How can a Company with an outstanding Bounce Back Loan be closed?
Bounce Back Loan repayments started in May 2021. Some businesses will not be able to repay.
The Bounce Back Loan scheme ended on 31st March 2021, through which over 1.5 million businesses borrowed £46.5 billion to help keep them trading during the Covid-19 pandemic lockdowns. Repayments began in May 2021, and whilst there is no doubt that BBLs kept many companies afloat, sadly not all will survive, and that will mean insolvency and liquidation for some. In this article we look at the question as to how a company with an outstanding BBL can be closed.
The simple answer is that although it is possible for a company with an outstanding BBL to be liquidated through a dissolution process, the likelihood is that such a dissolution would attract objections because the debt is an unsecured one. Under such circumstances, the correct procedure to use to close a company with an outstanding bounce back loan is a Creditors Voluntary Liquidation.
When can a Limited Company be dissolved?
Dissolving a Limited Company is also known as striking off and simply means removing the name of the business from the official register at Companies House, after which it ceases to exist. However, dissolving a limited company can only be used for companies that have no outstanding debts or no money left in the company, and should not be seen as a way to evade creditors. The criteria for striking off are:
- The company is not facing liquidation
- There are not any repayment agreements with creditors, such as CVAs
- The company hasn’t traded or sold any of its shares within the last 3 months.
- The company hasn’t changed names within the last 3 months.
If a company with an outstanding BBL tries to dissolve, it is likely objections will be raised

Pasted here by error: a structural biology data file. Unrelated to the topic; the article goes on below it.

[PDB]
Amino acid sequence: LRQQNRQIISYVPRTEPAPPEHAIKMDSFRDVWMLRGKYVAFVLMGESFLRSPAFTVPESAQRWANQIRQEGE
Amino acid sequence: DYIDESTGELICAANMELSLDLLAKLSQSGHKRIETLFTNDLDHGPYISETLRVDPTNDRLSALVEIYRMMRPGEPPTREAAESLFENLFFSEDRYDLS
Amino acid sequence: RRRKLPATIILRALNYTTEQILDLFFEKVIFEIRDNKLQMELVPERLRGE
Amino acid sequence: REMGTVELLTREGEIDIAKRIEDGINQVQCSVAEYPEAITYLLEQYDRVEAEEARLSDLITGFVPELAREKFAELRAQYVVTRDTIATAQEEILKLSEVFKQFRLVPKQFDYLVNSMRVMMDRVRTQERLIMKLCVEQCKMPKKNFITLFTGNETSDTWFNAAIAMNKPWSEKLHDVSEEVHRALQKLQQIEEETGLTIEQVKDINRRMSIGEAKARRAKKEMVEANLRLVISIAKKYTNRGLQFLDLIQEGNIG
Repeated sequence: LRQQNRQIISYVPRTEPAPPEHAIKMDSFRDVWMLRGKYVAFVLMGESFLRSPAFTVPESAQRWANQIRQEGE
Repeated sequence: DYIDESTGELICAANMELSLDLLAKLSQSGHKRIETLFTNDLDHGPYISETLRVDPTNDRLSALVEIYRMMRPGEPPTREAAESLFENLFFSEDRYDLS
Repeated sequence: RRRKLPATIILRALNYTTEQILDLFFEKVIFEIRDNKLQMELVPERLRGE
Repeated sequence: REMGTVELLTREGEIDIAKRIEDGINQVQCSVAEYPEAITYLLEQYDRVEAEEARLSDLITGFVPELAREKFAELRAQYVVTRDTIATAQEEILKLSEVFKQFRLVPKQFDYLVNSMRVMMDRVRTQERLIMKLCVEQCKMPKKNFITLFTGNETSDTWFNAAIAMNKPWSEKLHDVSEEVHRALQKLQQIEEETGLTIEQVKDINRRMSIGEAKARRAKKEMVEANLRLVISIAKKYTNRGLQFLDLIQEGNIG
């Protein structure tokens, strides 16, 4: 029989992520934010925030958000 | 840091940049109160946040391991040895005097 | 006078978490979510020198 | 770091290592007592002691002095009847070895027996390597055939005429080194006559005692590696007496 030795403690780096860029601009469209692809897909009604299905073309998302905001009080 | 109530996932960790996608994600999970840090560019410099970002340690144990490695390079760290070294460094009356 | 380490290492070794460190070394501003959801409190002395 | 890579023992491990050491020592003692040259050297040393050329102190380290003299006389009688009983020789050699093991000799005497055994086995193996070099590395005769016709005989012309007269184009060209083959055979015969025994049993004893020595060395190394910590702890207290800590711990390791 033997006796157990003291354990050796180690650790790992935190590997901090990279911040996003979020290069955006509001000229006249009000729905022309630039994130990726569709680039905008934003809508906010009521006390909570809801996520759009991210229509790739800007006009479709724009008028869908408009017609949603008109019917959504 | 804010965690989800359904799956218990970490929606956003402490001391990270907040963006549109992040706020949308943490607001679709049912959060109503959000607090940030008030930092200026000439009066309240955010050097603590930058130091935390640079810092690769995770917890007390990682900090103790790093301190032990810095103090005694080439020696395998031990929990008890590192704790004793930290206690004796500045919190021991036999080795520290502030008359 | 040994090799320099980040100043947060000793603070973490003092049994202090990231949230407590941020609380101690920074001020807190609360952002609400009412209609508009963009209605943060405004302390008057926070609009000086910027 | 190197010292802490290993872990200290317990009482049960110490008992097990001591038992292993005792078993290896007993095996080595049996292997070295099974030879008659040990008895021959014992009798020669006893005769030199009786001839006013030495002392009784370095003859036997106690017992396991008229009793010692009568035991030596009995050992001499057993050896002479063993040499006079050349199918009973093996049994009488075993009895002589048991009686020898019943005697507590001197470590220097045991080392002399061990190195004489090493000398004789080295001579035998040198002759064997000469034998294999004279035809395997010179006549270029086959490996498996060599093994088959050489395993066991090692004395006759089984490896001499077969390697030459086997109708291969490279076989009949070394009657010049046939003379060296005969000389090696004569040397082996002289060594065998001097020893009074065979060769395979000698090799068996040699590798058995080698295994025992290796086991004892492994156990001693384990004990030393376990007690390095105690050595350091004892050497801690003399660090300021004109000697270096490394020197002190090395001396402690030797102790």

The above criteria are clear, so if a director attempts to dissolve a company with an outstanding bounce back loan, or indeed any other type of debt, an ‘Objection to Company Strike Off Notice’ will almost certainly be raised by creditors, including HMRC, who of course are the ultimate funder of BBLs through the British Business Bank.
Inevitably, an outstanding BBL that cannot be repaid is a strong sign of financial difficulties and the sooner the directors take advice and action, the more options are available, from recovery procedures, such as Company Voluntary Arrangements and Company Administrations to procedures to close a company down if it cannot be saved, which include Creditors Voluntary Liquidations (CVL)
Closing a limited company with an outstanding bounce back loan using a CVL
A company with an outstanding bounce back loan can be closed down. This is because a bounce back loan is classed as a debt in the same way as any other. The fact that BBLs don’t have a personal guarantee as part of them doesn’t change anything else. This means that a limited company with an outstanding bounce back loan must be closed down in the right way, by using a CVL, and not by striking it off.
As licensed insolvency practitioners, companies can approach us direct, or via their accountant, and we will look closely at their situation before recommending the best course of action. If a CVL is considered appropriate, the outcome will be the closure of the company with all unsecured debts being written off.
To conclude: Dissolution should not be used to close a company with an outstanding BBL
A company with an outstanding bounce back loan should not be liquidated through a dissolution. This is because a dissolution can only be used by companies that fit the criteria, including: companies that have stopped trading, have no money left in the company and have no unpaid debts. A company with an outstanding bounce back loan must go through a creditors voluntary liquidation in order to close down.
In the meantime, if you need our help and advice regarding CVLs or in any of our other specialist insolvency areas, please contact us or call any of our offices, below, for a FREE initial discussion on the ‘phone or over a coffee.
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Also, K&W Recovery, trading as Antony Batty and Company, Thames Valley: